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  • Writer's pictureJenna Moreci

How Can I Tell if My Book is Boring?

HelloOoOo everybody!

Today I'm picking apart every writer’s greatest insecurity: "What if my book is boring?!"

It very well might be, and sometimes it's hard to tell...

Actually, no. Not really. There are some telltale signs that your book is an absolute snooze. The problem is a lot of writers don't know how to read into these signs. But that's where I come in! I'm telling you how to figure out if your book is boring, so you can fix that shit real quick!

Now let me break down the 10 reasons why your book is mega, super, ultra boring. Sorry, not sorry!

This video is sponsored by Novelpad. As always, all opinions are my own.

If you haven’t already, don’t forget to also subscribe to my YouTube channel for more writing tips, sarcasm, and of course, more of Princess Butters!


Number 1: Your Book Is Slow

Pacing varies based on genre. Some genres naturally move slower than others. Some genres naturally move very, very quickly. Likewise, in most novels, there tends to be a mix of faster scenes and slower scenes in order to create balance and intrigue. However, if your pace is consistently super slow–specifically in scenes that don't need to be, or shouldn't be slow–this is boring.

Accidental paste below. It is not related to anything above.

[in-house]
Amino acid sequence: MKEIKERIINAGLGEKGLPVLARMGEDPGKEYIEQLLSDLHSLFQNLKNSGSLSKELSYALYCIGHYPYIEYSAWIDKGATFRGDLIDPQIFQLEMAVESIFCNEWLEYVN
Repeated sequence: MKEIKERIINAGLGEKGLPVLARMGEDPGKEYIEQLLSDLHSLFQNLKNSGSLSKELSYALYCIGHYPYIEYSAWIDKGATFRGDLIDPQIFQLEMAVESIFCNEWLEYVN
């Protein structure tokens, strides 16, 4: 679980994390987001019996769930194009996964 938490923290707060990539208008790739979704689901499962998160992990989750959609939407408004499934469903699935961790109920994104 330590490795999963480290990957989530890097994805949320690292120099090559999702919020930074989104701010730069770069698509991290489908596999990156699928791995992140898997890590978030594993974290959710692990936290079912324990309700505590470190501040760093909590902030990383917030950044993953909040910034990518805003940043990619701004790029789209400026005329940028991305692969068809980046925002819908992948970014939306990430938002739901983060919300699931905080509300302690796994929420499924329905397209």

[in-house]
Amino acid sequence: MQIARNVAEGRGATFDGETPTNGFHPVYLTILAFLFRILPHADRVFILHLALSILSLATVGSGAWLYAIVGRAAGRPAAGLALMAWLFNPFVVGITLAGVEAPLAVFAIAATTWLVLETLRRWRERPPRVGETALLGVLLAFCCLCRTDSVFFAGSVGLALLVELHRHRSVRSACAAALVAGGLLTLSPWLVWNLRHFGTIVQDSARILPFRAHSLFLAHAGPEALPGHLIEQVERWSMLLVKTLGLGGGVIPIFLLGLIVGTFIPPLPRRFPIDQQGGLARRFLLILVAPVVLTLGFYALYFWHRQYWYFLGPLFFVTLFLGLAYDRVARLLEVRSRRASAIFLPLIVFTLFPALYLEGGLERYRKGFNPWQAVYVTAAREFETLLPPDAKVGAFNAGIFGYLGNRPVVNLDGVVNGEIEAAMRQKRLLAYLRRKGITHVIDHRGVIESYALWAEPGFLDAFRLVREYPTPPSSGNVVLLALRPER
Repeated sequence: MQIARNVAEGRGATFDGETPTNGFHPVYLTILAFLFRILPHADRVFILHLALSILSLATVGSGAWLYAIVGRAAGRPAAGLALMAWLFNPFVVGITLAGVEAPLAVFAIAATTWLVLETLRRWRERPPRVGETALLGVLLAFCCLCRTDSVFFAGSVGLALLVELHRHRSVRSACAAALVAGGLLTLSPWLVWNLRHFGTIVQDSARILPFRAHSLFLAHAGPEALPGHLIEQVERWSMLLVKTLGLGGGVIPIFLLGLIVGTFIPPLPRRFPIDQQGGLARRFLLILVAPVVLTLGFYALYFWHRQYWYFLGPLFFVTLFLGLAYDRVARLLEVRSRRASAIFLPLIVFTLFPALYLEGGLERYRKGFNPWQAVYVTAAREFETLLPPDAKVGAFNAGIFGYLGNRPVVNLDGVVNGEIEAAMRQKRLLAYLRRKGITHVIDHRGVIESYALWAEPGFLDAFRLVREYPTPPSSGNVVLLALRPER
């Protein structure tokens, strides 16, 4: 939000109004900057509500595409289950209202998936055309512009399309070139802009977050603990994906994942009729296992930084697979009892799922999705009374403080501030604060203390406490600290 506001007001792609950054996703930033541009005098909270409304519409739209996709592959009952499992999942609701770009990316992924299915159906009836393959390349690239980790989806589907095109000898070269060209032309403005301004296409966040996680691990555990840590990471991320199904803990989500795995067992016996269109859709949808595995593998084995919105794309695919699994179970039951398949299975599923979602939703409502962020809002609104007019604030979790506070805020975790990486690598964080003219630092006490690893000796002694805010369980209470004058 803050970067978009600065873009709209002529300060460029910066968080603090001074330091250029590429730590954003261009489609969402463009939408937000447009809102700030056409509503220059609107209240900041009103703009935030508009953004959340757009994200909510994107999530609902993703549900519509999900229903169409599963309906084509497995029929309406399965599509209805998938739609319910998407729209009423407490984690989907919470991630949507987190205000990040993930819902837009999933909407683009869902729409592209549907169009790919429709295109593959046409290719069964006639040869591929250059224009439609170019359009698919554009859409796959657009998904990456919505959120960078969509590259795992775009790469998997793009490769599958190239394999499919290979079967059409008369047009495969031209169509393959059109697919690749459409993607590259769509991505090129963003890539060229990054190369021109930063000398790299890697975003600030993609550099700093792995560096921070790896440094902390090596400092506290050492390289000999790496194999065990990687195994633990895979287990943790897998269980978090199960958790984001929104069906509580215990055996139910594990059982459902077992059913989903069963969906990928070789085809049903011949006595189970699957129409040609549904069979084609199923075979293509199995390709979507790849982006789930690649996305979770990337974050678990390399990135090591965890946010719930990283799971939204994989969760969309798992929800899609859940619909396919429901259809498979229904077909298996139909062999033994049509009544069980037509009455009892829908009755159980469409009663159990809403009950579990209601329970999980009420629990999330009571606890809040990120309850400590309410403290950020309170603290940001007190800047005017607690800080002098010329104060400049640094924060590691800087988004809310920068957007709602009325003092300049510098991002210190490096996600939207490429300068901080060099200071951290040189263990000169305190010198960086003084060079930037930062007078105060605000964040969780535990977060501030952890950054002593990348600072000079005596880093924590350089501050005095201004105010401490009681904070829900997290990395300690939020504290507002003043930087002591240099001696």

"But Jenna, how do I know if a scene doesn't need to be, or shouldn't be slow?"

Is your character doing jack shit aside from eating cereal? Then speed it up! No one gives a fuck about cereal. Is your character fighting a bad guy or running for their life? Then the pace absolutely should not be slow. Running is fast! That's the entire point of it!

Pro Tip: If you are relying on long sentences or paragraphs and tons of descriptions, you're looking at a slow scene. And while slow scenes absolutely have their place, too many in a row will put your reader to sleep.

Number 2: You Keep Repeating Yourself

I recently read a book where a character only had one week left to live. This right here sets high stakes. It should make things interesting. Except the author kept reminding the reader that the character had one week left to every paragraph. I once counted six mentions on a single page. If you turned it into a drinking game, you would have died of alcohol poisoning before the chapter was over.

Repetition has its place stylistically, and slight repetition can be useful to remind the reader of important events. But you don't gotta repeat the same shit over and over again! This caters to your dumbest reader, and if you write for dummies, you get a dumb book. For everyone else, the repetition is gonna make the book boring and a little offensive.

Number 3: You’ve Got Too Many Info Dumps

A cute Chihuahua with a speech bubble that reads, “Who told you to do that…”

Info dumps, by and large, are not interesting. They should be few and far between. There are some genres where info dumps are harder to avoid. You may inevitably have a couple. A couple info dumps are fine. An info dump every other boring.

Typically, the content that most often gets info dumped is the world building, and that's a very lazy way to create your world. Instead of writing lengthy essays, you can show the world around your character as they experience it. And if they're not experiencing it, guess what? It's not relevant to the book!

Info dumps are the number one problem listed when readers complain about boring stories. Unless you want your book comparable to melatonin, use the action of your story in order to build the world.